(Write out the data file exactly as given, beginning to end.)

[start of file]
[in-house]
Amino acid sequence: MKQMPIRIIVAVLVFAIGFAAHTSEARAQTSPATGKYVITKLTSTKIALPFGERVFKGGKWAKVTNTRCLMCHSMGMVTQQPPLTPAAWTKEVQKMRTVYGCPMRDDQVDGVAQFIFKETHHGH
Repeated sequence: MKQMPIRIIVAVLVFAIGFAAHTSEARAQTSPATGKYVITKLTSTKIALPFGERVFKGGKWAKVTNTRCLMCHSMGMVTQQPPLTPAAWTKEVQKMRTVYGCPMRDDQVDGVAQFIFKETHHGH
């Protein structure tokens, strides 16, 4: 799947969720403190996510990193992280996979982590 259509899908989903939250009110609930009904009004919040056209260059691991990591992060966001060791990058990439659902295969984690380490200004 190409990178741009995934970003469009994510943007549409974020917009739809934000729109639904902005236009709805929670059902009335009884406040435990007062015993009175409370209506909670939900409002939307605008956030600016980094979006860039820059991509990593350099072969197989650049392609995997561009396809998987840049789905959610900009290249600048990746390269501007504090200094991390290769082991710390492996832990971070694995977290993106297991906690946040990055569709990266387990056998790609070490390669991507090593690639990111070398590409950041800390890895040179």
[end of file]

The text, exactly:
[in-house]
Amino acid sequence: MKQMPIRIIVAVLVFAIGFAAHTSEARAQTSPATGKYVITKLTSTKIALPFGERVFKGGKWAKVTNTRCLMCHSMGMVTQQPPLTPAAWTKEVQKMRTVYGCPMRDDQVDGVAQFIFKETHHGH
Repeated sequence: MKQMPIRIIVAVLVFAIGFAAHTSEARAQTSPATGKYVITKLTSTKIALPFGERVFKGGKWAKVTNTRCLMCHSMGMVTQQPPLTPAAWTKEVQKMRTVYGCPMRDDQVDGVAQFIFKETHHGH
């Protein structure tokens, strides 16, 4: 799947969720403190996510990193992280996979982590 259509899908989903939250009110609930009904009004919040056209260059691991990591992060966001060791990058990439659902295969984690380490200004 190409990178741009995934970003469009994510943007549409974020917009739809934000729109639904902005236009709805929670059902009335009884406040435990007062015993009175409370209506909670939900409002939307605008956030600016980094979006860039820059991509990593350099072969197989650049392609995997561009396809998987840049789905959610900009290249600048990746390269501007504090200094991390290769082991710390492996832990971070694995977290993106297991906690946040990055569709990266387990056998790609070490390669991507090593690639990111070398590409950041800390890895040179």